Guerreras para justicia ambiental: Guadalupe y las mujeres de Chispa
Mar 31, 2023
All across the country, communities, particularly communities of color and those with lower incomes, are finding themselves face-to-face with the impacts of climate change. Wildfires. Hurricanes. Floods. Heat. Poor air quality. As the Fourth National Climate Assessment details, the threats of climate change are geographically expansive and becoming more frequent—we are truly in the midst of a climate crisis. And at this very moment, New Orleans, a city that has spent a decade recovering and rebuilding after Hurricane Katrina, is again feeling the very real pains of climate change.This is more than just a scientific report warning us about what could happen. This is what climate change looks like right now, and will continue to look like unless our lawmakers take bold action.
The Current State of Flooding in New Orleans
Already, the levees protecting New Orleans are holding back a swollen Mississippi River. In fact, some parts of the river in Louisiana have been continuously flooding since February, surpassing records set in 1927 for the longest-lasting flood. And this flooding is, in part, due to the record-breaking spring rainfall and flooding experienced in the upper Midwest, which was driven by climate change and is now flowing downriver to New Orleans.
High water on the New Orleans levee before #HurricaneBarry hits. pic.twitter.com/rJTCtvqIje
— Tristan Baurick (@tristanbaurick) July 12, 2019
In addition to dealing with the heavy upstream precipitation, climate change is driving extreme rainfall downstream as well, situating New Orleans in a triple threat of climate-fueled rainfall. The southeast United States has seen a 16% increase in extreme precipitation events in recent years. On Wednesday morning, severe thunderstorms drenched the New Orleans area directly, causing widespread flooding with more than six inches of rain in just a few hours and leaving tens of thousands of homes and businesses without power.
A lot of New Orleans was underwater this morning (and a lot of it still is). Some people broke out kayaks, others were forced to abandon cars in another episode of flooding.
How things happened this morning: https://t.co/alFEYwA81z
See full thread of updates below this tweet ⤵️ pic.twitter.com/3bcZkKlLuh
— NOLA.com (@NOLAnews) July 10, 2019
The Climate Impacts on the Very Near Horizon
Meanwhile, Tropical Storm Barry is forming in the Gulf of Mexico and is currently projected to hit Southern Louisiana as a Category 1 Hurricane by Saturday evening. Unusually warm water in the Gulf—up to 4°F above normal—are helping fuel Barry because hurricanes are basically fueled by warm water. As the gulf coast saw in 2017 with Hurricane Harvey, rainfall is among the biggest threats when a hurricane comes ashore, and given the current saturation and flooding in New Orleans, more rainfall could be devastating to this community. We cannot afford another Katrina, another Harvey, another Maria.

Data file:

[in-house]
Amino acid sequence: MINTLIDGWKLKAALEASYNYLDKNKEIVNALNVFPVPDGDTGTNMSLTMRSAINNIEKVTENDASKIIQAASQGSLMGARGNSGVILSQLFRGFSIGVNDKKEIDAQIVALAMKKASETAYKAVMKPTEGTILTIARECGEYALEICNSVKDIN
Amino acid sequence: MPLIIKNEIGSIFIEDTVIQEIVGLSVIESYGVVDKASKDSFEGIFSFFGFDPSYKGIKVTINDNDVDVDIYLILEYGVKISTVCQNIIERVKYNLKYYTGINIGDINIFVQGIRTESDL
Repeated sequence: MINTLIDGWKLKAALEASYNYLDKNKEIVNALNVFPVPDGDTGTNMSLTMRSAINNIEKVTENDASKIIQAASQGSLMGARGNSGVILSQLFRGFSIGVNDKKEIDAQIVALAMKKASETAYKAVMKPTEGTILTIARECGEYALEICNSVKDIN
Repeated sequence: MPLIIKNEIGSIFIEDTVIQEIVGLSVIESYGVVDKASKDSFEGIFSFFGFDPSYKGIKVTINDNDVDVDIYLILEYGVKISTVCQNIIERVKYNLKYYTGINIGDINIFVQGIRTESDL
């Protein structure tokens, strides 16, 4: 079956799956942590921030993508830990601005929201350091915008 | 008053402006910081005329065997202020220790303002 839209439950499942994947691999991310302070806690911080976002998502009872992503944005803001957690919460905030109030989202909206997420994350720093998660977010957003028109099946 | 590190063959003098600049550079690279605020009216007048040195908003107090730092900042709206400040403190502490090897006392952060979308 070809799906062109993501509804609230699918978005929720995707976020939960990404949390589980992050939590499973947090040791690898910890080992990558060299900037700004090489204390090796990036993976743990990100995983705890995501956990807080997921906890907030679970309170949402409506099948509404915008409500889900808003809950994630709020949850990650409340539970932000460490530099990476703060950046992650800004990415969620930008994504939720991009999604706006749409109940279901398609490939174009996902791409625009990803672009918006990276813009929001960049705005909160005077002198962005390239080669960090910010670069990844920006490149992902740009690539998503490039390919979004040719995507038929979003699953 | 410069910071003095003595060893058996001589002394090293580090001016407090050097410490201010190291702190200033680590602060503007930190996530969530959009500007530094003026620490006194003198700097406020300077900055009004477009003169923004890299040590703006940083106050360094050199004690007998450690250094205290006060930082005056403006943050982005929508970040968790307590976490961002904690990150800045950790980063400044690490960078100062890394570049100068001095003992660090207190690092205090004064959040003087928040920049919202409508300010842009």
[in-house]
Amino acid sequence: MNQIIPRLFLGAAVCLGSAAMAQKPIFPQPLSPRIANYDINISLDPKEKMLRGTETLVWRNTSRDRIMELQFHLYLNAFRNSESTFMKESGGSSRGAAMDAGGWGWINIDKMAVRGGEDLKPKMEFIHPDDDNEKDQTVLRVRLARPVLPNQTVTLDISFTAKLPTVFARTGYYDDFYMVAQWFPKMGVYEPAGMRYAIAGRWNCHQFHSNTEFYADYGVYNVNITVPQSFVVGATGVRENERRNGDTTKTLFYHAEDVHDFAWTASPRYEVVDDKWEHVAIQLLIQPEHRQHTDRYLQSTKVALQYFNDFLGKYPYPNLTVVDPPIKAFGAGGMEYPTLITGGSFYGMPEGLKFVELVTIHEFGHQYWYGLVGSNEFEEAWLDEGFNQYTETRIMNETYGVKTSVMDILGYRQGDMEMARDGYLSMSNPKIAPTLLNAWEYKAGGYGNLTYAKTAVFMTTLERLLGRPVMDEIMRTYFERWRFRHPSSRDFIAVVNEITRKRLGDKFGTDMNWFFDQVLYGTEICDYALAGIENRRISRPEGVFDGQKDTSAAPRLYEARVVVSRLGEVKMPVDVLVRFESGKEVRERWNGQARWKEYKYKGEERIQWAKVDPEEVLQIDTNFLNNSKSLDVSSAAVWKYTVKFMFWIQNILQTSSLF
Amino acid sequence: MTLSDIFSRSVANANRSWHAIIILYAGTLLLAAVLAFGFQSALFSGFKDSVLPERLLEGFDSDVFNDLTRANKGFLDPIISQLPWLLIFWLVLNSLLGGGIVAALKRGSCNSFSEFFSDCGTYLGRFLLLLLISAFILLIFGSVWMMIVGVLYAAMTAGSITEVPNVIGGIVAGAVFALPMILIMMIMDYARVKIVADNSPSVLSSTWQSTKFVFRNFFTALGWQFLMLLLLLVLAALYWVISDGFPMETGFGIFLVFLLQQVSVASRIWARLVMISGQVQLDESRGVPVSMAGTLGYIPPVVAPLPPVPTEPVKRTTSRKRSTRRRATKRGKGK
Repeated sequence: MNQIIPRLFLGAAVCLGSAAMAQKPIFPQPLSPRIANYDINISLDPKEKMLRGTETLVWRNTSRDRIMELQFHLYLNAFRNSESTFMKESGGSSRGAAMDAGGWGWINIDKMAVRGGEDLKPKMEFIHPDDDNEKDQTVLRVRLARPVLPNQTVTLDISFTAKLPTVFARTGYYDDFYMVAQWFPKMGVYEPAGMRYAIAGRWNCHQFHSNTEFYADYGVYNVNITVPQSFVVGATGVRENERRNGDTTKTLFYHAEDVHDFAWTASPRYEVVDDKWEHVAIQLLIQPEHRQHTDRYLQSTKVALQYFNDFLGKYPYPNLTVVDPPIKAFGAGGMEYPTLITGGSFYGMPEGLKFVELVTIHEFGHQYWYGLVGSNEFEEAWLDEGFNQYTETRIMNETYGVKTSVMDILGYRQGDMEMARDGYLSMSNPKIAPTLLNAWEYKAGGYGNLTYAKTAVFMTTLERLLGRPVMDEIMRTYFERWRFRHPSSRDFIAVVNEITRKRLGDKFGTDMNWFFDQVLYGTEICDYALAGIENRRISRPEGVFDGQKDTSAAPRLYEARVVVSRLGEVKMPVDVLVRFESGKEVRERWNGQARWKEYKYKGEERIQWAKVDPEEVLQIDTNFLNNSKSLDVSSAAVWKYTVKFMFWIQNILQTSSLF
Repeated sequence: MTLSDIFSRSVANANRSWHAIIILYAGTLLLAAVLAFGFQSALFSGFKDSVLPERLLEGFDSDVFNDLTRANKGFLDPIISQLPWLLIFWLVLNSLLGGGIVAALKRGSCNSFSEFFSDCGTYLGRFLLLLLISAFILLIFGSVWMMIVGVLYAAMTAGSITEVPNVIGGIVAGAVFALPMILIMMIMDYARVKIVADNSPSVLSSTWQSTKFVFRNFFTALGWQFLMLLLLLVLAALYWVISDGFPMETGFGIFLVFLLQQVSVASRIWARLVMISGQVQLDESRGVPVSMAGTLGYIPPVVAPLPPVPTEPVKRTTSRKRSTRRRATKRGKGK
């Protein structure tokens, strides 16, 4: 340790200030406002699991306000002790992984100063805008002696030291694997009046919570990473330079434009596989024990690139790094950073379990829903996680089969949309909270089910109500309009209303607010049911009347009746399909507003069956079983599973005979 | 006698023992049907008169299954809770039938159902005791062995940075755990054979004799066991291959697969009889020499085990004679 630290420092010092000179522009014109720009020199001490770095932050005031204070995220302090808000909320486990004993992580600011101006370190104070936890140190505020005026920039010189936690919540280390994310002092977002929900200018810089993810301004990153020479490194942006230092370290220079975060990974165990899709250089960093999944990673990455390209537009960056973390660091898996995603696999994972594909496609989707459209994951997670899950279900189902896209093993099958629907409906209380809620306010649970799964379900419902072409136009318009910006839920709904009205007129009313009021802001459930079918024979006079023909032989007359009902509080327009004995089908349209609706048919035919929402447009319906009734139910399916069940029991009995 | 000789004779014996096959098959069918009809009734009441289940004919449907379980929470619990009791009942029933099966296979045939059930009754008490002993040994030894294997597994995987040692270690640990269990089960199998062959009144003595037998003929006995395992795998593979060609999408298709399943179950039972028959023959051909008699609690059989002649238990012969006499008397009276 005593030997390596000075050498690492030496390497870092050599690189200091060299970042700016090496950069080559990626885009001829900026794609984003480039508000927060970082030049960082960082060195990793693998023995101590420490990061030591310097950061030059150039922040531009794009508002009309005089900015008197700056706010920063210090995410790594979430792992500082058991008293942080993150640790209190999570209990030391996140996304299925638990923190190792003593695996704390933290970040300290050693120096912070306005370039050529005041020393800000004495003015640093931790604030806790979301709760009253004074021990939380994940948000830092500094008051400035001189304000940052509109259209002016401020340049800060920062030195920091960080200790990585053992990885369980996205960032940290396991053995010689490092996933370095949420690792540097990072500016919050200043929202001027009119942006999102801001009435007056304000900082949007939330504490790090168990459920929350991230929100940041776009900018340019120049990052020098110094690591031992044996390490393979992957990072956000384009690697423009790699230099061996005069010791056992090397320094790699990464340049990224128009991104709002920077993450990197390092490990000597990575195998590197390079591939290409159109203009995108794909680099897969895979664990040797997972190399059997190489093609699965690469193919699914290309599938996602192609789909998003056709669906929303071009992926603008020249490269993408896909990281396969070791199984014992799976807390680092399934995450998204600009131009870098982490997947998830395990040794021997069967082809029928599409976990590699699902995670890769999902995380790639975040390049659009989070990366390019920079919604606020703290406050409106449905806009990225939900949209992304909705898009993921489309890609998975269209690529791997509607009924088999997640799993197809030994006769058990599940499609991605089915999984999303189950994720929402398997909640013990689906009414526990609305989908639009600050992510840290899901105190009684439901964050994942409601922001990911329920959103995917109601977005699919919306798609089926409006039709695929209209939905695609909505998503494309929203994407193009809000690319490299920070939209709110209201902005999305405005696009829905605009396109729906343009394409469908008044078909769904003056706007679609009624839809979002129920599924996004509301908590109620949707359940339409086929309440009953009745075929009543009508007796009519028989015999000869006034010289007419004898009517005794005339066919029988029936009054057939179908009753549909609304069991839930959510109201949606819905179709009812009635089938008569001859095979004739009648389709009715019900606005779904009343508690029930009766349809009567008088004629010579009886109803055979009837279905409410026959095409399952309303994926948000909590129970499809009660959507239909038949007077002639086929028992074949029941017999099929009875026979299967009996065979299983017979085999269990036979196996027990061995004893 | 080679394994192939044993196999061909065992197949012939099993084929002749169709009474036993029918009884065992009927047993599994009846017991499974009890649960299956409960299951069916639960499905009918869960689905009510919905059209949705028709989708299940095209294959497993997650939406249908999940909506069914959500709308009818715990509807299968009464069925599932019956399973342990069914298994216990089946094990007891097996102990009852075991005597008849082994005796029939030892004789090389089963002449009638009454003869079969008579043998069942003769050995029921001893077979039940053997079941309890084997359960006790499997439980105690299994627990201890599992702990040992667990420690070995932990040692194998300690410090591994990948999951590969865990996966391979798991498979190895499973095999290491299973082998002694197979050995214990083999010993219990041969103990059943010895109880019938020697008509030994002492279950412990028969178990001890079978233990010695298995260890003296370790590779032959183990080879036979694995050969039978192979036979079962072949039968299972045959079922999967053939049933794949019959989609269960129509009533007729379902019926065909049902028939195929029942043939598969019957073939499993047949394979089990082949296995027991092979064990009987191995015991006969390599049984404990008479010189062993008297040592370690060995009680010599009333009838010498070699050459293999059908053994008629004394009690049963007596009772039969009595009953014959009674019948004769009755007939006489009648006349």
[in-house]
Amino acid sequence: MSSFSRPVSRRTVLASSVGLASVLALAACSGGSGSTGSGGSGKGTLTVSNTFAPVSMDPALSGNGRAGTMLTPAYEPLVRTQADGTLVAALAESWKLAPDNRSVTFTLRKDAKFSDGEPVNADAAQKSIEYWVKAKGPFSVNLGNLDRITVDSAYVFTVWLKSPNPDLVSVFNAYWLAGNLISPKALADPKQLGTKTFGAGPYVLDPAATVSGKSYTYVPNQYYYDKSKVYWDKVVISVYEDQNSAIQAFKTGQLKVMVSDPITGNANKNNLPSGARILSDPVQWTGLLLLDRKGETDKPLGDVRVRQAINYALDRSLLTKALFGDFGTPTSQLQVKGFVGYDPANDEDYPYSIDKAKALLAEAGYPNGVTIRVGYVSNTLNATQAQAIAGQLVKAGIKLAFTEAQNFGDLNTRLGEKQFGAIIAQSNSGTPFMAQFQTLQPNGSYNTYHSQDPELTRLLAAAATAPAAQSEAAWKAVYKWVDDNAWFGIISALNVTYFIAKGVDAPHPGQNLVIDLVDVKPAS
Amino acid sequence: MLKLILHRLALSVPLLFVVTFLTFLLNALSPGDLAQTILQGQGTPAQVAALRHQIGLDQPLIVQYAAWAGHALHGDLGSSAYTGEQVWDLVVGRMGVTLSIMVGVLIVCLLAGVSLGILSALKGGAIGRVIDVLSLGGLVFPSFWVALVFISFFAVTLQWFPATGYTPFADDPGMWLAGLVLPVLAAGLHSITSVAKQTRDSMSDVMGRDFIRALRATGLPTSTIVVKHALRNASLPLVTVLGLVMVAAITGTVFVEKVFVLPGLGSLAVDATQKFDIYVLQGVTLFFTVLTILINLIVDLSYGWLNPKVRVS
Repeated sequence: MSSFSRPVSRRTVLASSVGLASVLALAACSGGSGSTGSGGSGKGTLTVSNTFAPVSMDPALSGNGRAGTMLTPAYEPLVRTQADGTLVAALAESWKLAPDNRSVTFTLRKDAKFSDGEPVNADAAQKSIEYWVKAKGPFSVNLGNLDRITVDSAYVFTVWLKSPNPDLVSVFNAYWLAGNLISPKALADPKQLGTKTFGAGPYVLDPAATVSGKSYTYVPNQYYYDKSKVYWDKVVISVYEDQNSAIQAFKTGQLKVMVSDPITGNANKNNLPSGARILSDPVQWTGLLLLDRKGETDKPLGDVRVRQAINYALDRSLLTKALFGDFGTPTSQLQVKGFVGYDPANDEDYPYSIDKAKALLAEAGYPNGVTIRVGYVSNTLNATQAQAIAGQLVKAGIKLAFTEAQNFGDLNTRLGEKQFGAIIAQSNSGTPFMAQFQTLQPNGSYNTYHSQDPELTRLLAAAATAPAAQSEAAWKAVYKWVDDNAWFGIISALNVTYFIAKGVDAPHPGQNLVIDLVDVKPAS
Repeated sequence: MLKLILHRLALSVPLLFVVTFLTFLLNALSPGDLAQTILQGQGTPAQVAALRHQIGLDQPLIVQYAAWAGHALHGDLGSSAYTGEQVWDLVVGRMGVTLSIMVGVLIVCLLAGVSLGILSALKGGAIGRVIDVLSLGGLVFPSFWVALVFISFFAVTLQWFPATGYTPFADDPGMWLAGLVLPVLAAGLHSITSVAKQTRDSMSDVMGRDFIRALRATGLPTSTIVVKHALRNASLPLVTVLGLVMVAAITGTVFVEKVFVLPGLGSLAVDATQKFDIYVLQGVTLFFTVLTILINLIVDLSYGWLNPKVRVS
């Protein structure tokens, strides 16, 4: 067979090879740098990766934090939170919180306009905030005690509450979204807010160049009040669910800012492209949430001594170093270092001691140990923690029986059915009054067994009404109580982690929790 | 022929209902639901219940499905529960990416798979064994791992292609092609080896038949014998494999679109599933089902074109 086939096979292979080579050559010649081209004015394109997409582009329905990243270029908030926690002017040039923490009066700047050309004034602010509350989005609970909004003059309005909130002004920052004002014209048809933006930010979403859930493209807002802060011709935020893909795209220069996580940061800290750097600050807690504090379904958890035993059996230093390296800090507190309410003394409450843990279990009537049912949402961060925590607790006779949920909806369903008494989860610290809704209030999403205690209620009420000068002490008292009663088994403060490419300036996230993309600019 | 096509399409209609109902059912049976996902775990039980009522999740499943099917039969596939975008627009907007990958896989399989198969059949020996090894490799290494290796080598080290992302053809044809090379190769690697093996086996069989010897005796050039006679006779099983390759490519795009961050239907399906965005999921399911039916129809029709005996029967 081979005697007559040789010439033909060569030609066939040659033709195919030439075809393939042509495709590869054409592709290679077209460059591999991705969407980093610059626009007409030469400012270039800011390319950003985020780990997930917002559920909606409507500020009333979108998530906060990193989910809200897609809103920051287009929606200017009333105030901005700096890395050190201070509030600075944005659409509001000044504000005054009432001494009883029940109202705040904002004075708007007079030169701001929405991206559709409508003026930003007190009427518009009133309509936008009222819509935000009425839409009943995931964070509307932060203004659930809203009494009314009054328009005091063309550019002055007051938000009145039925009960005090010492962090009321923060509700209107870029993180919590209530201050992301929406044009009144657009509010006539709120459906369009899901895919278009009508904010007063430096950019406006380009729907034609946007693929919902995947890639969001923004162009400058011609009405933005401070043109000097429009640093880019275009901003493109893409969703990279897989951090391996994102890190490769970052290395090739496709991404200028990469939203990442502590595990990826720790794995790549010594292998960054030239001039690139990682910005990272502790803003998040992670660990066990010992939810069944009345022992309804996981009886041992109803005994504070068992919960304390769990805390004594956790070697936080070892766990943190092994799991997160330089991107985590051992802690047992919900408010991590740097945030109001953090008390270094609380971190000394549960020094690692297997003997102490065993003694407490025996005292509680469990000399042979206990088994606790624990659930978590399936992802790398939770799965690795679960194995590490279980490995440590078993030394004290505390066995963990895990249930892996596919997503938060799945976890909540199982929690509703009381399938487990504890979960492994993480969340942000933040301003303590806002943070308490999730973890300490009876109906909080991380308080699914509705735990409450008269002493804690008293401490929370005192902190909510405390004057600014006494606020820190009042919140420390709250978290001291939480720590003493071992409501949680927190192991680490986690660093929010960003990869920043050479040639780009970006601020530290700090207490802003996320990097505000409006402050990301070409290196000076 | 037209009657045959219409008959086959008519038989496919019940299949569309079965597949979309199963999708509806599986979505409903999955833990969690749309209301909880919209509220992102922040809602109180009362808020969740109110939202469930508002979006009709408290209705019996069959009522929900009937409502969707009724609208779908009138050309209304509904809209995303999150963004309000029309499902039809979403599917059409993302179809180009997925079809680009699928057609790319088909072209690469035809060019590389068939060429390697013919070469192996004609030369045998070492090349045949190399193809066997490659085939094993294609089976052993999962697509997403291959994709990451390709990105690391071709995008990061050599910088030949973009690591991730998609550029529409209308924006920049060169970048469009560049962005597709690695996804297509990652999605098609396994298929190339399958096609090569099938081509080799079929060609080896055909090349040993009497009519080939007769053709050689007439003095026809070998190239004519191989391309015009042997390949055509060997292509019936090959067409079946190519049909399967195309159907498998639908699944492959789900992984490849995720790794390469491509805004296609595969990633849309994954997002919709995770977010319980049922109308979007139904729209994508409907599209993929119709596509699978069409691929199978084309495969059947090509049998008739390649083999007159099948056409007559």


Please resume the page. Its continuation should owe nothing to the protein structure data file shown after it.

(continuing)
Heavy rainfall is one of the biggest threats with this tropical storm. Rainfall amounts of 10-20 inches are possible over our area with isolated higher amounts are possible from #Barry, as well. #mswx #lawx https://t.co/HlI3vk6TYi
— NWS New Orleans (@NWSNewOrleans) July 11, 2019
But quite frankly, given the conditions, another climate-fueled disaster is not unlikely. Current projections estimate that this storm could bring up to 18 inches of rain to coastal Louisiana, enough to bring the mighty Mississippi to one of its highest crests on record, dangerously close to topping levees. Hurricane Harvey’s record-breaking rainfall was compounded by warmer surface water temperatures in the Gulf of Mexico. This June, water temperatures already reached near-record highs in the Gulf of Mexico and remain well above the 80-degree threshold needed to fuel a dangerous hurricane.
The Long-term Impacts for the New Orleans Community
The long-term outlook for the New Orleans area continues to be bleak and the impacts will be especially harsh on a city that is 69% people of color and has the highest poverty rate among major US metropolitan areas. Within the coming century, it is estimated that more than 500,000 people—more than one third of the current population—will be forced to flee the New Orleans area due to rising sea levels. Already, $48 million has been spent relocating the Native American residents of Isle de Jean Charles in a move described as America’s first climate refugee resettlement.
According to data from the Climate Impact Lab, if we fail to take action to address carbon emissions, by the end of this century, Orleans Parish can expect to see economic losses of 8.85% of the parish’s GDP each year. Energy costs will increase by 13%, and mortality rates will increase by an additional 34.4 deaths per 100,000 people each year. This would all be a result of climate change.
Most of this data is easily glossed over as simply numbers on a spreadsheet or alarmist warnings of a dire future that may or may not come true, but the situation facing New Orleans today is real and it is happening right now. As images began popping up on social media showing people wading through the already-flooding streets of New Orleans, the governor declared a state of emergency on Wednesday ahead of the approaching storm forming in the Gulf.
The people of New Orleans are bearing the brunt of climate change on multiple fronts, especially low income communities of color who are still recovering from Hurricane Katrina. These are real world impacts that real people are feeling right now, and we have less than 12 years to take bold action before the consequences become irreversible. This is exactly why we need to demand our leaders step forward with comprehensive plans to address the immediate and future threats posed by climate change.